Public-Private Partnership Perfect for Pennsylvania Borough

July 22, 2015
Immediate cost savings to the tune of $500,000 proved public-private partnership was the right choice for Boyertown, Pa.

In 1994, the borough of Boyertown, Pa. was faced with the dilemma of replacing two employees approaching their retirement. First was the wastewater treatment plant manager, the only one to ever work for Boyertown, and the second employee that needed to be replaced was the surface water treatment plant manager.

The borough was unsure to how to replace the knowledge these two gentlemen had of their respective facilities. In addressing the challenge, the borough manager investigated alternatives to traditional public works management.

The result was a public-private partnership that immediately yielded savings totaling $500,000, and an additional annual savings of $60,000 since the partnership began.

The Boyertown system

The borough’s wastewater system serves only the residents of Boyertown. It includes 20 miles of collection lines, one lift (pump) station, and a 0.75-mgd treatment plant. The water system serves residents, as well as a few thousand customers in surrounding vicinities. The system includes a 1.9-mgd surface water treatment plant, two raw water reservoirs totaling 400 mg with more than 700 acres of watershed, two 1-mg storage tanks, one 0.1 mg standpipe, one booster station, and 25 miles of water distribution lines. The combined facilities serve nearly 7,500 residents.

Considering technological advances in water and wastewater treatment and increasingly stringent environmental regulations, the borough looked at partnering with a private contractor.

Following a competitive bidding process, the borough selected Severn Trent Services for operations and maintenance of the facilities. In addition, Severn Trent would also provide water and sewer line repair for the borough, as well as maintenance, watershed protection, capital projects management, and customer service.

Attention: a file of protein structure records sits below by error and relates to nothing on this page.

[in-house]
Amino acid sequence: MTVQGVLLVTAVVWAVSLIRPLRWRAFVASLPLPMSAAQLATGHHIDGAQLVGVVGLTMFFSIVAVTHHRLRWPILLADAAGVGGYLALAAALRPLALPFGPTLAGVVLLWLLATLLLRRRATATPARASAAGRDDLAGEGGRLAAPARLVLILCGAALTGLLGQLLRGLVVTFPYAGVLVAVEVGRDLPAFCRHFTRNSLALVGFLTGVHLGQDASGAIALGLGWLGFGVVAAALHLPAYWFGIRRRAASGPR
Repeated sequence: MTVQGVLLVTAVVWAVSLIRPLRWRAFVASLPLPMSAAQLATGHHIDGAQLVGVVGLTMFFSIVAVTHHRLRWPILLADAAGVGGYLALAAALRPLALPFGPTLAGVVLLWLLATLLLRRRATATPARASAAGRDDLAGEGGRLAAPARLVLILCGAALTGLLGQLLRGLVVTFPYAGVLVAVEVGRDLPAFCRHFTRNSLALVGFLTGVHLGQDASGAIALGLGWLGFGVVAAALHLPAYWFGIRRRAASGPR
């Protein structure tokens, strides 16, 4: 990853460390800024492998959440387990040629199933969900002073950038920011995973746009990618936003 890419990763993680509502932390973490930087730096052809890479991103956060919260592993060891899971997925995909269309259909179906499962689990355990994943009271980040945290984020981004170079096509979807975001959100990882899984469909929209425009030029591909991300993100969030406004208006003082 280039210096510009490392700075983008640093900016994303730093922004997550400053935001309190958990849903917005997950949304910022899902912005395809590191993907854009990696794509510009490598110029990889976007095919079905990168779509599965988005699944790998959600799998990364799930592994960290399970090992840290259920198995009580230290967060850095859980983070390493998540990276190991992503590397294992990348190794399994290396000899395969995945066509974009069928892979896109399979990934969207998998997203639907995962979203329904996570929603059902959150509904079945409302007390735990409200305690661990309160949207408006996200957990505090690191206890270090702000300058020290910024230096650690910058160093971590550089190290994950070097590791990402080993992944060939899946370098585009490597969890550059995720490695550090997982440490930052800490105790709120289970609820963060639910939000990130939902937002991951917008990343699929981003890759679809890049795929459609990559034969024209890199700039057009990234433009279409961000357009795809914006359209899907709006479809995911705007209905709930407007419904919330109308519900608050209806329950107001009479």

The partnership begins

Upon inception of the contract, Severn Trent first implemented changes to chemical feed, solids management and process control programs to improve wastewater treatment and reduce costs. Seven Trent spent significant time in the first year bringing the facility into compliance and operating efficiently. More importantly, Severn Trent determined the borough’s preliminary plans for additional tankage and filters were unnecessary.

Prior to the partnership, the borough was considering capital improvements estimated at nearly $500,000. Instead, Severn Trent recommended removing trickling filters and multimedia filters from service because the system was achieving regulatory compliance without them. The elimination of the filters has saved the borough $60,000 annually, while at the same time improved discharge quality. Treatment for the borough’s drinking water was also optimized by changes in chemical treatment, automation, and employee development and training.

The results of the partnership go beyond cost savings. For the calendar year 1997, the water treatment plant received a commendation from the Department of Environmental Protection for meeting all maximum contaminant level, monitoring, and treatment technique performance requirements.

In 2002, the wastewater facility was awarded the Eastern Pennsylvania Water Pollution Control Operators Association Plant Safety Award.

In 2003, the facility earned the Pennsylvania Water Environment Association’s Facility Safety Award. In late October of this year, the First Deputy Mayor and General Director of Water Supply for the Rostov-on-Don region of Russia toured the Boyertown facilities during a trip to the U.S. in order to learn more about public-private partnerships.

According to Marc DesAutels, area manager for Severn Trent Services and the supervisor of the Boyertown facilities, public-private partnerships are increasing in number because “they work.”

“The results are undeniable,” said DesAutels. “Unlike privatized systems where assets are sold or transferred to the private sector, the public partner remains in charge in a public-private partnership. Assets are owned by the municipality, the management of the assets is controlled by the municipality, and, more importantly, user rates are established by the municipality.”

Municipalities in the U.S. first began outsourcing the operation of publicly-owned wastewater facilities to private companies over 30 years ago. According to the Water Partnership Council today more than 2,800 public-private partnerships exist today in the U.S. today.

With tightening budgets, increasing environmental standards and aging infrastructure, many municipalities can’t match the resources a private partner can provide. For small- to mid-sized municipalities like Boyertown, a public-private partnership may be the answer.

About the Author

Eric Risch

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